With BCN, it is only practical to download the maps for specific trip areas such as 50 km radius. The maps I cached were the CalTopo maps, identical to Bivouac GMap. The contour lines on these maps are much easier to see than the faint lines on OSMAnd Pro. For most areas, I also downloaded the "Open Cycle Map" tiles, so I could see the trails and small roads. (Don't confuse these tiles with the OSMAnd application itself, which I also had. The reason for OSMAnd tiles in BCN was so I could see the OSM trail data while flip back and forth between the two sets of tiles.

I downloaded the tiles for 50 km radius around each area we intended to hike. This tended to be done via Wi-Fi at coffee shops or people's houses, since we never really knew in advance where we were going to hike.

I soon discovered that when downloading, it pays to download in several smaller pieces. I found the ideal size to be 5000 tiles which is 52 Megabytes. It gives you an estimate before you start the download, and if the estimate was some huge number, I would just cancel and respecify a smaller area.

This was also the first trip I used separate Backcountry Navigator "Trip Databases" for each hike. These allowed me to load a separate little gpx overlay from Bivouac for each hike. It also allowed me to have small manageable gpx overlays for each hike. For example, to prepare for the ski tour we did near Bend, Oregon, I created a separate Trip Database. Then I browsed the Bivouac website on my phone and looked up "Bend". Then I used the GpxForm link and selected all the mountains, roads and so on within 50 km radius.

Lost Coast Area
  Before we left Vancouver, I used Bivouac GMap to find all the relevant campsites in Northwestern California along the roads we might use. They appear on the google maps if you zoom in far enough. Once I had them in Bivouac, I could upload a gpx file from Bivouac to my phone with 200 km radius, which showed all the campgrounds and key roads. This really saved us the night we were retreating from King Peak (Saddle mountain). It was getting dark, and we didn't know what route we were going to take on the backroads, or where the campsites were located. So I pulled out my phone, and zoomed way out, and all the choices were clearly visible. This validated all the effort I had been putting into these gpx overlays for the past year.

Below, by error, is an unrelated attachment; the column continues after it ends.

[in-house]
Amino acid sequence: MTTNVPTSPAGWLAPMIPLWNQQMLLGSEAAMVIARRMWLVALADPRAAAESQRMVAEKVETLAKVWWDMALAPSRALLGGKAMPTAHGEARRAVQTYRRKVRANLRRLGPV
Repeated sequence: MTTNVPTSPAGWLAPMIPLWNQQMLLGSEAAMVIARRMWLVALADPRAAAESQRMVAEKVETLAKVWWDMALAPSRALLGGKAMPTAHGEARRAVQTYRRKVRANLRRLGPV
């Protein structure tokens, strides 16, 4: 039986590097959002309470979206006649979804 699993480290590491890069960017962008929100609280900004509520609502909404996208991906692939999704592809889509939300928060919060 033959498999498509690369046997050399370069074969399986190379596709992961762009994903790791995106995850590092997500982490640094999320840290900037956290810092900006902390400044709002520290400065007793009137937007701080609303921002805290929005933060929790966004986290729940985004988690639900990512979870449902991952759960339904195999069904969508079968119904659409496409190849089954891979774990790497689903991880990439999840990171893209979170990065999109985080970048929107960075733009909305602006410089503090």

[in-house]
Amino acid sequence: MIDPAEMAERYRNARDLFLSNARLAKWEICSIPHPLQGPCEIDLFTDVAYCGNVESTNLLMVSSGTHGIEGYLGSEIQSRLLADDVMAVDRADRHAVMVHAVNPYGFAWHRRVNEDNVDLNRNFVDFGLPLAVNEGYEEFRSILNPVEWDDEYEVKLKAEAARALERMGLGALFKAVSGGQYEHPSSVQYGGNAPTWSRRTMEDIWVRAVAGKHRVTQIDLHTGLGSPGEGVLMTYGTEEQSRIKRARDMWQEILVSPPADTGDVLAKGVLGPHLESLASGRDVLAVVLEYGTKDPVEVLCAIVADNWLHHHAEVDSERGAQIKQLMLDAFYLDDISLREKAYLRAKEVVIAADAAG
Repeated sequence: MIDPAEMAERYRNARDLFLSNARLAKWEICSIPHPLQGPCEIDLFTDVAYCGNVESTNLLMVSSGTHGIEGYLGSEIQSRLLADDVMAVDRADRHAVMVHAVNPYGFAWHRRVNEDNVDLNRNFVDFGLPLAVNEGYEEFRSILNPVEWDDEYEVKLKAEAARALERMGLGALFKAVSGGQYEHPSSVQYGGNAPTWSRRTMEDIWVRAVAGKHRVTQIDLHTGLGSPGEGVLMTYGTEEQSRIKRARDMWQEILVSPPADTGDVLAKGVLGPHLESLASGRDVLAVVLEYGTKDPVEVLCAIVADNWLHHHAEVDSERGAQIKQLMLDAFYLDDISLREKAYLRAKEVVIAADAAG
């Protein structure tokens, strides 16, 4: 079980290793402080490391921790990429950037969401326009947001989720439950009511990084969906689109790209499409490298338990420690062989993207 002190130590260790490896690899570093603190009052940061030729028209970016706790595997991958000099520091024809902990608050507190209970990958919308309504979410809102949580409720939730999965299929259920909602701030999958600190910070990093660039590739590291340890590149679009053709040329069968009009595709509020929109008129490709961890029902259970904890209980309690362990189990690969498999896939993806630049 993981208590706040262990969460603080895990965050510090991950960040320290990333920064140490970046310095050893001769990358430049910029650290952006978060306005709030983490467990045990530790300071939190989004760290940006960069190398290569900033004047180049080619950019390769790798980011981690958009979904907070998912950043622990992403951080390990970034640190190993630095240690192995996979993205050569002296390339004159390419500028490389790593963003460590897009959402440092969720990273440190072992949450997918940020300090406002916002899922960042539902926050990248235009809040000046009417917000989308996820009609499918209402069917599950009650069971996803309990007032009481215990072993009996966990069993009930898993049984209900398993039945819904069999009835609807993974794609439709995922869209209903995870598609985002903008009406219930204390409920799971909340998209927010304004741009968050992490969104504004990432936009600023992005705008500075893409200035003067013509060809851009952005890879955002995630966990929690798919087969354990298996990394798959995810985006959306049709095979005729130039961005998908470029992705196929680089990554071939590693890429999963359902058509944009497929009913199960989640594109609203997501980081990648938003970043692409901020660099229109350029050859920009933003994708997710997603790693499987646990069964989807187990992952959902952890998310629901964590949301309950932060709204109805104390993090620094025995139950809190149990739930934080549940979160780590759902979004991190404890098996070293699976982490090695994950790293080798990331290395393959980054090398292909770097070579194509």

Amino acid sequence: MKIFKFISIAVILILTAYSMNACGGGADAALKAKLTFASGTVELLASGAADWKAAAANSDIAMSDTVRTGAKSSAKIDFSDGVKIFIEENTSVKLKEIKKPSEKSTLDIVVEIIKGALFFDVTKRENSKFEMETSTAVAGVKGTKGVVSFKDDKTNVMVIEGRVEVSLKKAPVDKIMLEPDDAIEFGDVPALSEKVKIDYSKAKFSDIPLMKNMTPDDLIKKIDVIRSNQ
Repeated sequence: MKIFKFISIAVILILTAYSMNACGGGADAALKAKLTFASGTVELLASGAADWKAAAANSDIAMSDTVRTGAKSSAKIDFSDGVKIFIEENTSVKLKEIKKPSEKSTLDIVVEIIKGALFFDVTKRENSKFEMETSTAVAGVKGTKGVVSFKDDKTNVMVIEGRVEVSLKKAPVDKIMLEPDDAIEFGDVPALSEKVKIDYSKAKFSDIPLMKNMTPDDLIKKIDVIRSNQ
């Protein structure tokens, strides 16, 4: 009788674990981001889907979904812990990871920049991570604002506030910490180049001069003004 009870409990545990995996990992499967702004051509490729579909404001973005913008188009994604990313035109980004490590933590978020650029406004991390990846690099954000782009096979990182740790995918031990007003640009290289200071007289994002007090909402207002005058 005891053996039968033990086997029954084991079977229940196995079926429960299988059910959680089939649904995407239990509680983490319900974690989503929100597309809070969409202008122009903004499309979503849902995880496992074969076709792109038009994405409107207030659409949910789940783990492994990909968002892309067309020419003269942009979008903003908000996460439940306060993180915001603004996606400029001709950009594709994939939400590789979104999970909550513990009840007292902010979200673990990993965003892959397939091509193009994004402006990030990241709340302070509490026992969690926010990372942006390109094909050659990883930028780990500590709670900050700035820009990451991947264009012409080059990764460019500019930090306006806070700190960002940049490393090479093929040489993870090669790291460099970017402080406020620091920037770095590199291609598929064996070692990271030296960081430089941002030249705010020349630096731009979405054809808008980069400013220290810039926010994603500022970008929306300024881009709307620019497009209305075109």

I also discovered the usefulness of displaying the "town" names, since this was the means of discussing it with others. Every little junction down there has a "town" name, even though many of the towns are only 1 house.

Driving to Donner Pass: Throughout the drive we used the altimeter feature of OSMAnd. This is an option you can turn on, such that the elevation shows up continuously in the upper left corner. It can sometimes be out by up to 200 feet. We had both phones going simultaneously.

Mount Tumalo: (Near Bend, Oregon)
 While in a motel in Bend, I downloaded all the background tiles and also gpx files for our excursion to Tumalo. First I downloaded the 1:24K map for a 25 km radius around Mount Bachelor and Tumalo. I then did the same for OSMAnd tiles. I put all the background maps into the main tile cache. I suppose I could have used a separate map package so I could delete the whole package when I got home. (See Standard GPS for discussion of this).

All the background maps are in the same map cache. On this trip, we were not on any trail, and thus used backcountry navigator to plan our route so as to avoid the cliffs.

We found that the OSMAnd contours were useless because you couldn't see them, but could clearly see the contours on the USGS 1:24K maps in Backcountry Navigator.

#6223 - 2018.02.22 Robin Tivy - New Discussion about Custom Gpx Files